In recent years, space technologies have proven indispensable in several aspects of our lives, from farmers monitoring the soil quality to travellers visiting a new city or even crisis situation management.
In this field, the European Union has shown a capacity to be a front-runner when it comes to the deployment of innovative space technologies, with Copernicus (the leading provider of Earth observation data), EGNOS (navigation services to aviation, maritime and land-based users over Europe) or Galileo (Europe’s global satellite navigation system). Thanks to its strong space industry, the EU is one of the leaders in space technologies and data.
But Europe faces stronger competitors and its ability to secure an independent access to space is constantly being challenged, so much so that we are now embarked in a new “race for space”, alongside the US, China, Russia and India. To win this race, and to maintain a strong and innovative space industry that allows Europe to adapt to this new reality, I see two priorities:
First, the EU needs to commit to expanding its investment capacity in the space sector.
Yes, the European space industry is one of the most successful in the world. Yes, one third of the world’s satellites are manufactured and produced in Europe. Yes, the Ariane launchers are still some of the most reliable rockets available.
And yet, in the 21st century, when space is the new confrontation ground, Europe often falls short. The reality is that Europe’s budget for space is light years away from the US’s spending, with China’s budget is rising quickly. This is why we need a more ambitious European space budget, not a less ambitious one. Unfortunately, the latest budget proposal presented by the European Council does not take this new reality into account.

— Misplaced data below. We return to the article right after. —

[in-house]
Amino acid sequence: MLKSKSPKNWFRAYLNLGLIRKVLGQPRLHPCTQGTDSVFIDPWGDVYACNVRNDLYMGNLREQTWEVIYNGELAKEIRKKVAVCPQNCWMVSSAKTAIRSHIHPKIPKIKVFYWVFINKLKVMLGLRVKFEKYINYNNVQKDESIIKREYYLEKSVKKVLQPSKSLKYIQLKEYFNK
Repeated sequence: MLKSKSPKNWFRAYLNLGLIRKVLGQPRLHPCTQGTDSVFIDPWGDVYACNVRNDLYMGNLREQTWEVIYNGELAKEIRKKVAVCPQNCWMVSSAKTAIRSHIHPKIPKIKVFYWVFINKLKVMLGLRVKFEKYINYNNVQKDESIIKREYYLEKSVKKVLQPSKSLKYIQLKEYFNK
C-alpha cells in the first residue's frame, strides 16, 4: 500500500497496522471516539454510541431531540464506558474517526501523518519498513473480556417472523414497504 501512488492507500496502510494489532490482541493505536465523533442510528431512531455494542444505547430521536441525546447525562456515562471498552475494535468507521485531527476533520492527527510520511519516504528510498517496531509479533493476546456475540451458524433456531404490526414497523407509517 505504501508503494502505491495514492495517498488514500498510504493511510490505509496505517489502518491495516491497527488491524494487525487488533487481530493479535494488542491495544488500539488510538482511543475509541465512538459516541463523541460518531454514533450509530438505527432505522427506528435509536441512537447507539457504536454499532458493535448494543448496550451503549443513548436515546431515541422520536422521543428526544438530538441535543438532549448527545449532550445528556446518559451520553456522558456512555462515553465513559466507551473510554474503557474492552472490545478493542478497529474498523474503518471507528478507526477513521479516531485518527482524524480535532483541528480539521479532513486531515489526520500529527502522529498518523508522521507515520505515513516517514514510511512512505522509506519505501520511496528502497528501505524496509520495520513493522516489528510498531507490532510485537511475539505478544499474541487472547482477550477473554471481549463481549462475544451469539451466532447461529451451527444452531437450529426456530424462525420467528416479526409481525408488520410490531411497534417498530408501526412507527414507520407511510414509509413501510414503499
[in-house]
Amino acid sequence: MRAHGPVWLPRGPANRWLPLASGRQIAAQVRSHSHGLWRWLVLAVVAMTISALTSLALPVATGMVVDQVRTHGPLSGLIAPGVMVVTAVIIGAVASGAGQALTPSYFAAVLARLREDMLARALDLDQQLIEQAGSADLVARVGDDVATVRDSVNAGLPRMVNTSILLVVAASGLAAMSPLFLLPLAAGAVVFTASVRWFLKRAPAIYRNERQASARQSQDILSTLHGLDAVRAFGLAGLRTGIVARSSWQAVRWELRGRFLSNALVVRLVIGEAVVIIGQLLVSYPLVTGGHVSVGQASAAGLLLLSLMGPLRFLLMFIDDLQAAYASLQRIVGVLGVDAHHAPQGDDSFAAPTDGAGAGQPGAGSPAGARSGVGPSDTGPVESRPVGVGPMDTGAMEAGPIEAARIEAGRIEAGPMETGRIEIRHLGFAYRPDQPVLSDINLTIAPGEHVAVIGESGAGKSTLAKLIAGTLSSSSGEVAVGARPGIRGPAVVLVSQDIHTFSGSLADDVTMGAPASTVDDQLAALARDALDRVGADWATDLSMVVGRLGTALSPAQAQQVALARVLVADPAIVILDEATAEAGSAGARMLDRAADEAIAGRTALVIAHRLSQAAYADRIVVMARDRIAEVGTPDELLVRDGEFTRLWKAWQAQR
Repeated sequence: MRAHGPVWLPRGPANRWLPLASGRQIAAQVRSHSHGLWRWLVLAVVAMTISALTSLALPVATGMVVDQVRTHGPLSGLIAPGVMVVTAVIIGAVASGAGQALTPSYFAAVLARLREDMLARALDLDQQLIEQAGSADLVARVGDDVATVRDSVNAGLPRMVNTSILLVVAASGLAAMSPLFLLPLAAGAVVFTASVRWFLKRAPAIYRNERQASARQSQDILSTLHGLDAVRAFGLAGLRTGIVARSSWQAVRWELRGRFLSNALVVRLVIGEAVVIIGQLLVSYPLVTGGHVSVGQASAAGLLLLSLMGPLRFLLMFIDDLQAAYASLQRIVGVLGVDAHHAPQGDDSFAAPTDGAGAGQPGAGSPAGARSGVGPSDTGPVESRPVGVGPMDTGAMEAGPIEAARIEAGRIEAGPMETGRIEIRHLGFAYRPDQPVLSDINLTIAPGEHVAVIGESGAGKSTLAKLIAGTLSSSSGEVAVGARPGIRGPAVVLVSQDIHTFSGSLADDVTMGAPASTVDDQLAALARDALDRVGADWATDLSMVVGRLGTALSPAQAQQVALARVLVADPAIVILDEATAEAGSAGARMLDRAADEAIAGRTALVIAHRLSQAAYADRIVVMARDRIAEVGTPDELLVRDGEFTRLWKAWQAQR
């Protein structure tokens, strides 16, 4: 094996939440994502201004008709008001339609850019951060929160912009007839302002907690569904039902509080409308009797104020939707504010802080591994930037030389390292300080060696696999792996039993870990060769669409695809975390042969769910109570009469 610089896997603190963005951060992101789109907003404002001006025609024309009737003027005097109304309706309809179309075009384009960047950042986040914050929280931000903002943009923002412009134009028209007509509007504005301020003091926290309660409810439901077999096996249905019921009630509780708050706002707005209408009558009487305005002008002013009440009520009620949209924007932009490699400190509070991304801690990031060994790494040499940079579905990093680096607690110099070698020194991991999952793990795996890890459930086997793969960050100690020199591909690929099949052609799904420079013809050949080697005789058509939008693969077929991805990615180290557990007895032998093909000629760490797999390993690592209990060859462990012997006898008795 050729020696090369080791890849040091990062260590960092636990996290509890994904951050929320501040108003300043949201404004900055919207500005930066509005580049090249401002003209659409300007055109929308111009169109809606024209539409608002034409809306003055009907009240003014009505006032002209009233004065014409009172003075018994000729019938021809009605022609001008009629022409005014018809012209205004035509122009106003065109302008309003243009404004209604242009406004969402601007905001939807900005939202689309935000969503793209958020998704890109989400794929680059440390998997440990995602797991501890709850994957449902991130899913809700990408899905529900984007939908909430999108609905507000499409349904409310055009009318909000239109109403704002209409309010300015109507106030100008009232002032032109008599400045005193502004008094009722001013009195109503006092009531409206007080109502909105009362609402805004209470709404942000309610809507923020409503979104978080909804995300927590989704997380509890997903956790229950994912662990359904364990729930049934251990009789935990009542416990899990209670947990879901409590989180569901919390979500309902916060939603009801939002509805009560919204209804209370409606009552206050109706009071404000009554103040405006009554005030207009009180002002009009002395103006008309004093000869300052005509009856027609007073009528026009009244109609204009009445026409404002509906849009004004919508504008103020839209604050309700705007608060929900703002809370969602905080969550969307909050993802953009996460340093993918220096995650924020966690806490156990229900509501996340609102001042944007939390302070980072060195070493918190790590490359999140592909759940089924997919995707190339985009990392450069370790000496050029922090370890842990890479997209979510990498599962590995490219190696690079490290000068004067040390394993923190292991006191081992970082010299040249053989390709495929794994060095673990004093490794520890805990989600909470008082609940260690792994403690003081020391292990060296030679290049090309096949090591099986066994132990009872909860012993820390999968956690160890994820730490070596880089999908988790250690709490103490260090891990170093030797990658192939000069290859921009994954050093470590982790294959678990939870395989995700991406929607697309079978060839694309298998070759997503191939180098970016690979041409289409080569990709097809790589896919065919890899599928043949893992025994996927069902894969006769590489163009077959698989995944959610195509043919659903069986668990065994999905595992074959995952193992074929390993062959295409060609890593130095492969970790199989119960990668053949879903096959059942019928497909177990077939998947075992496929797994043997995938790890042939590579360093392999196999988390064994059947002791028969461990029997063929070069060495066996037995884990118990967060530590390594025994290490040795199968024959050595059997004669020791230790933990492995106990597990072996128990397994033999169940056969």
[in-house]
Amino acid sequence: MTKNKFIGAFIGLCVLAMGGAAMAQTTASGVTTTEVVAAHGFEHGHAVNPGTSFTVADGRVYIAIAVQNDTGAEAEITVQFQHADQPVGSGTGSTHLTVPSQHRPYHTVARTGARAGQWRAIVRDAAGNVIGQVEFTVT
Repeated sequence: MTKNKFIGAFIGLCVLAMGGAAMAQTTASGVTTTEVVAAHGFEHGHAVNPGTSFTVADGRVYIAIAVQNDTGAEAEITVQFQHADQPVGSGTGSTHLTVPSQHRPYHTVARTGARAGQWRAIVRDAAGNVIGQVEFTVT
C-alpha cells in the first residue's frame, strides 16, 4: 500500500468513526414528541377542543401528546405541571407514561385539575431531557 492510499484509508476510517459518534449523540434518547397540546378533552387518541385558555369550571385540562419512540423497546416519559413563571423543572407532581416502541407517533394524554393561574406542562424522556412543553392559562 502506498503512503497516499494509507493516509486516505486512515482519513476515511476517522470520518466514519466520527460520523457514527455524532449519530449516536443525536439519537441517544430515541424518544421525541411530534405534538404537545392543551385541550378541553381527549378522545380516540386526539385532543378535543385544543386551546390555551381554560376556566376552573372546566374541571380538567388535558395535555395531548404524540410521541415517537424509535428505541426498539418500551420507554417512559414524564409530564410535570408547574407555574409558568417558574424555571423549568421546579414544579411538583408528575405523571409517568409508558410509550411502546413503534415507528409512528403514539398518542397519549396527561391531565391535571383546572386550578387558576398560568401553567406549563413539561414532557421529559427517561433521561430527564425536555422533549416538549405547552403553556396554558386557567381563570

Secondly, we should be less naive.
Why is it that a number of Copernicus satellites are still launched with Russian Rokot rockets? This is one in many discrepancies that go against European interests. If we want to forge a lasting European space industry, we need to be able to support it with guaranteed purchase orders. Similarly to what the US are doing, we need a “European preference” for public tenders in institutional space missions.
Defending our industrial base means using it. This is key to the development of Europe’s strategic autonomy.
Being less naive also means channelling more investments in military space technology. Europe excels in civil space technologies, but lacks a real space defence strategy. We lack capacities for threat detection and countermeasures to protect our satellites. We lack robust and secure communications satellites. It is time for the EU to develop a real programme for military satellites. Our strategic autonomy depends on it.
As such, Europe has an opportunity to shine in the field of satellite constellations, particularly with quantum satellites. European technology is well ahead in this field, and we must take advantage of it. This could help fill in blank spots, while providing a higher level of security for European governments, companies and citizens.
I am happy to see that space is high on the agenda of the European Commission. Com- missioner Thierry Breton recently stated that « access to space ranks as one of the top priorities for the years to come». The determination of the Commission is welcomed and I hope we will quickly be able to strengthen Europe’s space industry, and by the same token, its strategic autonomy.
But let us not forget that without an adequate budget, and without a realistic and pragmatic approach, the EU space policy bears the risk of losing its shine.